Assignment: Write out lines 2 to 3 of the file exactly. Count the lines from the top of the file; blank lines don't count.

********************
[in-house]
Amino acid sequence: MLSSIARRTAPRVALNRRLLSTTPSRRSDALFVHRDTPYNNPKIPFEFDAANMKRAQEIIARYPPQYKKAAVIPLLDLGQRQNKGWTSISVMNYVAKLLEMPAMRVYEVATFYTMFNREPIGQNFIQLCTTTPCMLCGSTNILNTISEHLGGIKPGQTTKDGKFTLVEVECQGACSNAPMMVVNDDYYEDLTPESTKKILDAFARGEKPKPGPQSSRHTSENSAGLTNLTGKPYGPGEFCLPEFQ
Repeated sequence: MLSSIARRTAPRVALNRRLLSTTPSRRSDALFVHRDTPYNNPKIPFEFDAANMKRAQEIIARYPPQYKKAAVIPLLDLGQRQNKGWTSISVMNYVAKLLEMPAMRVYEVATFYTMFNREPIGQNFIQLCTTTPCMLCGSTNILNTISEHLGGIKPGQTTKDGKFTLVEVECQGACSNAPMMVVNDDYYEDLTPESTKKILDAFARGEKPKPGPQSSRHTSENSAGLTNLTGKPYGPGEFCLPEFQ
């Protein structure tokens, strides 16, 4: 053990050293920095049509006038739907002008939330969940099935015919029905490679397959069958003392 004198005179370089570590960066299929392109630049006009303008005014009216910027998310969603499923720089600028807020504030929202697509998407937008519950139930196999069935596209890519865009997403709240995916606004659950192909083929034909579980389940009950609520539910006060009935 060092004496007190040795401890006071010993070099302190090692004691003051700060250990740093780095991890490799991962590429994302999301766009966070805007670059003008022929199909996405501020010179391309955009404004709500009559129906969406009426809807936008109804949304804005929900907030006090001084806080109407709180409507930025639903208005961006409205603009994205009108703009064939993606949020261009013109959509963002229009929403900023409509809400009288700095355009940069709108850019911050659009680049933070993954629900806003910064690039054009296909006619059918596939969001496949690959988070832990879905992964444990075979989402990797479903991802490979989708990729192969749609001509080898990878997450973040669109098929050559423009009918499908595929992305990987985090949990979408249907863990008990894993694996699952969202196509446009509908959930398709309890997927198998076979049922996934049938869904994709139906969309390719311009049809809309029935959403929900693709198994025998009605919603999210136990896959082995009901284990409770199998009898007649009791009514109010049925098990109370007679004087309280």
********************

Amino acid sequence: MLSSIARRTAPRVALNRRLLSTTPSRRSDALFVHRDTPYNNPKIPFEFDAANMKRAQEIIARYPPQYKKAAVIPLLDLGQRQNKGWTSISVMNYVAKLLEMPAMRVYEVATFYTMFNREPIGQNFIQLCTTTPCMLCGSTNILNTISEHLGGIKPGQTTKDGKFTLVEVECQGACSNAPMMVVNDDYYEDLTPESTKKILDAFARGEKPKPGPQSSRHTSENSAGLTNLTGKPYGPGEFCLPEFQ
Repeated sequence: MLSSIARRTAPRVALNRRLLSTTPSRRSDALFVHRDTPYNNPKIPFEFDAANMKRAQEIIARYPPQYKKAAVIPLLDLGQRQNKGWTSISVMNYVAKLLEMPAMRVYEVATFYTMFNREPIGQNFIQLCTTTPCMLCGSTNILNTISEHLGGIKPGQTTKDGKFTLVEVECQGACSNAPMMVVNDDYYEDLTPESTKKILDAFARGEKPKPGPQSSRHTSENSAGLTNLTGKPYGPGEFCLPEFQ